Former White Sox player among hundreds denied MLB pension

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Bob Coluccio is not a household name to baseball fans. The 71-year-old currently resides in Costa Mesa. He sells luxury home insurance. On the surface, he seems like a perfectly normal guy. However, he is one of 515 former MLB players who are being denied a pension by the league and players’ association.

Coluccio played three seasons with the Milwaukee Brewers from 1973 to 1975. He then spent two seasons with the White Sox from 1975 to 1977. His last year in the league was in 1978 with the St. Louis Cardinals.

Coluccio was just 35 games away from his retirement when he retired from football due to a family illness. Since 1980, it has taken a player just 43 game days to qualify for health insurance. Culccio played 370 games during his MLB career. He missed that move by two years, leaving him unable to receive a pension, which can net a retired MLB player up to $245,000.

The following is an essay by a writer and publicist Douglas J Gladstone. He is the author of “A Bitter Cup of Coffee” and was at the forefront of getting the Players’ Association to pay these players. Here’s what he has to say:

In a January 25, 2015 letter emailed to all fans who have an account with MLB.comMajor League Baseball (MLB) Commissioner Rob Manfred noted he was “charged with protecting the integrity of our national pastime and charting a course that will allow this great game to continue to thrive.”

In that letter, Manfred, who hails from Rome, New York, stressed that he “will never forget my intense devotion to (his little league team) this club and my teammates – each of whom I can still name to this day.” – and to be part of a perfect game.”

“The mission ahead is clear,” he continued. “To honor the history of the game while welcoming new people to our great sport.”

But does MLB really honor game history? Not from where I’m sitting. Look, there are 500 retired ball players who don’t get MLB pensions. All they receive is an annual stipend of $718.75 for every 43 days they were on an active roster. One hundred and eighty extra men who accrued fewer than 43 games don’t even get that.

This is because the union representing the players, the Major League Baseball Players’ Association (MLBPA), approved changes to the vesting rules in 1980 by canceling a planned Memorial Day strike. In 1980, players qualify for an MLB retirement. But it came at the expense of the pre-1980 players, men like former Sarasota, Fla., pitcher Rich Hinton, who made three appearances with the South Siders. Other former White Sox in the same boat as Hinton include pitchers Dave Lemonds and Dennis O’Toole, and outfielder Bob “The Macaroni Pony” Coluccio.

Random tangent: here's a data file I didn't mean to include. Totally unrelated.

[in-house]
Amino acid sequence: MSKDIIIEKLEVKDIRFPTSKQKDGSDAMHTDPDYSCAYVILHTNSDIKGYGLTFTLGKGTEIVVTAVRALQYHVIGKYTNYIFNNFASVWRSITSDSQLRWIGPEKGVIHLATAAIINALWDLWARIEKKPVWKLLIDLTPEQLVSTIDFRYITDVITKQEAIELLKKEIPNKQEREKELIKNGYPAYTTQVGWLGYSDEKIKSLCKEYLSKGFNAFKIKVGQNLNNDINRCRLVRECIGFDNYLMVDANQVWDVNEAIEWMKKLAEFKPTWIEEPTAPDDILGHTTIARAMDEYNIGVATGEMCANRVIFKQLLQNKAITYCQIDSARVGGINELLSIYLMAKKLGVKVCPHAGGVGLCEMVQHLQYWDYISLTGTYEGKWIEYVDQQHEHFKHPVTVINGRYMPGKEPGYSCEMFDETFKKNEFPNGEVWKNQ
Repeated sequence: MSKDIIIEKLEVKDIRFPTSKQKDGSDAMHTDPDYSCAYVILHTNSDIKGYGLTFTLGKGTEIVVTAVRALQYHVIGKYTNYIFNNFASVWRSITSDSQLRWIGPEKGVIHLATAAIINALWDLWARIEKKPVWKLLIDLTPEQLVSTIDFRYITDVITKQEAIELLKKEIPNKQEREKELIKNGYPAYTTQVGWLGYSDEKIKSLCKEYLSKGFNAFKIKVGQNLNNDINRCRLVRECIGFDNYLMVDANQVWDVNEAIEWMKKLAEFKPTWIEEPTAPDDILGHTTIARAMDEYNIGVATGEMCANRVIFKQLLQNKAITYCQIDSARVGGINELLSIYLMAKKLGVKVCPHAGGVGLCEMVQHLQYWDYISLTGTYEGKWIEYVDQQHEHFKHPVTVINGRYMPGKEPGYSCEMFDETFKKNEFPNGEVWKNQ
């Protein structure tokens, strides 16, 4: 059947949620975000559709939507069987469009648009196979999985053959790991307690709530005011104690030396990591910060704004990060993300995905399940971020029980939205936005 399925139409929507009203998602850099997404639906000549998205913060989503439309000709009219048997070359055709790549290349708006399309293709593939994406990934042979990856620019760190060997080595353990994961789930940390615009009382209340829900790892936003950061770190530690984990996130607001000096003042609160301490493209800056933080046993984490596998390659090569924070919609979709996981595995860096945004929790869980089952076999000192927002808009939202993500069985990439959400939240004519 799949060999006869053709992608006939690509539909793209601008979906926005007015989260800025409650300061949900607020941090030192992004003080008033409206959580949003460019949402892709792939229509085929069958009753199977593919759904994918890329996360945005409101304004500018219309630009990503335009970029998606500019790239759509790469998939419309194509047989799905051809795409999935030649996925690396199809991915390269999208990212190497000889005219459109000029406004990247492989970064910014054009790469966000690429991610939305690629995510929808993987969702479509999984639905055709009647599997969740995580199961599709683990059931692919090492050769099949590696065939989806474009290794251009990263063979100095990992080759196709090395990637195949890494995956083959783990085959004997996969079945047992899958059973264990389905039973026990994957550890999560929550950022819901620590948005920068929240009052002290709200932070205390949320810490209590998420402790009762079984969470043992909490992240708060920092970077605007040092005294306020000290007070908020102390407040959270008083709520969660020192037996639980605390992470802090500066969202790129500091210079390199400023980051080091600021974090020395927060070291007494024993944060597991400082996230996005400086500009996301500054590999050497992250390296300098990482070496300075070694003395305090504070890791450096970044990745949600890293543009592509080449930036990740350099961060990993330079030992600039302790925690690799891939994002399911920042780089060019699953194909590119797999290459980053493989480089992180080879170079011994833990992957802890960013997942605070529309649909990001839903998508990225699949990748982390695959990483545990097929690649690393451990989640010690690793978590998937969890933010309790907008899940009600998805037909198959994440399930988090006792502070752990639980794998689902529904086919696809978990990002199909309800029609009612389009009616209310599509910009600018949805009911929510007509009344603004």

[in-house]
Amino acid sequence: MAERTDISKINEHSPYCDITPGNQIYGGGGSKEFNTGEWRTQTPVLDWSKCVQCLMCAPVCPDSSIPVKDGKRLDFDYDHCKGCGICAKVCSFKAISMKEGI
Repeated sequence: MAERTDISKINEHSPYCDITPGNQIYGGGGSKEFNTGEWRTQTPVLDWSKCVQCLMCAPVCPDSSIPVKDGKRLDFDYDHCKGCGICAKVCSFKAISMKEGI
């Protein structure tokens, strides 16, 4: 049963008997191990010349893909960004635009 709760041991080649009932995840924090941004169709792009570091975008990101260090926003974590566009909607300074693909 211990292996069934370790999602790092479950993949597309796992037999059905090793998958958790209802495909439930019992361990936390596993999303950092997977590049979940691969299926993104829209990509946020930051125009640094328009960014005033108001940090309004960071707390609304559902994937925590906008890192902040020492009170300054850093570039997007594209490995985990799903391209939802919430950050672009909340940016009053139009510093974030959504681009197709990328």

Before the vesting changes, a player needed four years of service to be eligible for a pension. Since that time you have only needed 43 service games. But the guys like Hinton weren’t retroactively included in that treasure trove of deals, so there are men with 43+ days of service but under 4 years left out and looking in.

And in collective bargaining, the league does not have to negotiate on this point. It is the union’s responsibility to stand up for these men. Which they have shown almost no interest in after 42 years.

However, the league owners can do something about it if they wish. Especially since in 2017 the 30 league owners voted to allocate $10 million to the National Baseball Hall of Fame and Museum. And while that was certainly nice, it was a gesture that basically screamed, “We care more about relics than flesh-and-blood retirees.”

Recently I had the pleasure of traveling to the Commissioner’s hometown of Rome to see the Griffiss International Sculpture Garden on Hill Road – the site of the cement Alley Oop / American GI statue.

The statue depicts the cartoon caveman wearing a great helmet. He used to be 15 feet tall, but after being trashed and neglected over the years, he’s now only 10 feet tall and is missing the machine gun he used to hold and part of his lower legs.

Which got me thinking – like this statue, so many of the men I try to help were neglected by their former employer.

The league recently agreed to pay 23,000 former and current minor league players $185 million to resolve a wage claim class action lawsuit. And the NBA Board of Governors recently allocated $24.5 million to the ABA’s 140 surviving members to cover rent, groceries, clothing and medical expenses. So why not take the opportunity to fix fences with these pensioners without vested interests once and for all?

I think the least league owners should consider is increasing the compensation these men are currently receiving. Stop the ridiculous actuarial calculation of $718.75 for every 43 days of play they’ve accumulated and just give them $10,000. Let them figure out their own withholding taxes. And extend the benefits so that for a limited time, say three to five years, those men’s spouses and dependents won’t have their funds taken away if the player dies.

Do that, Mr. Commissioner, and you will truly help the men who contribute to this great game, like this statue in your hometown. been ravaged for too long.

Doug Gladstone, of Saratoga Springs, New York, is a freelance magazine writer and the author of two books, including A Bitter Cup of Coffee; How MLB and The Players Association Killed 874 Retirees”

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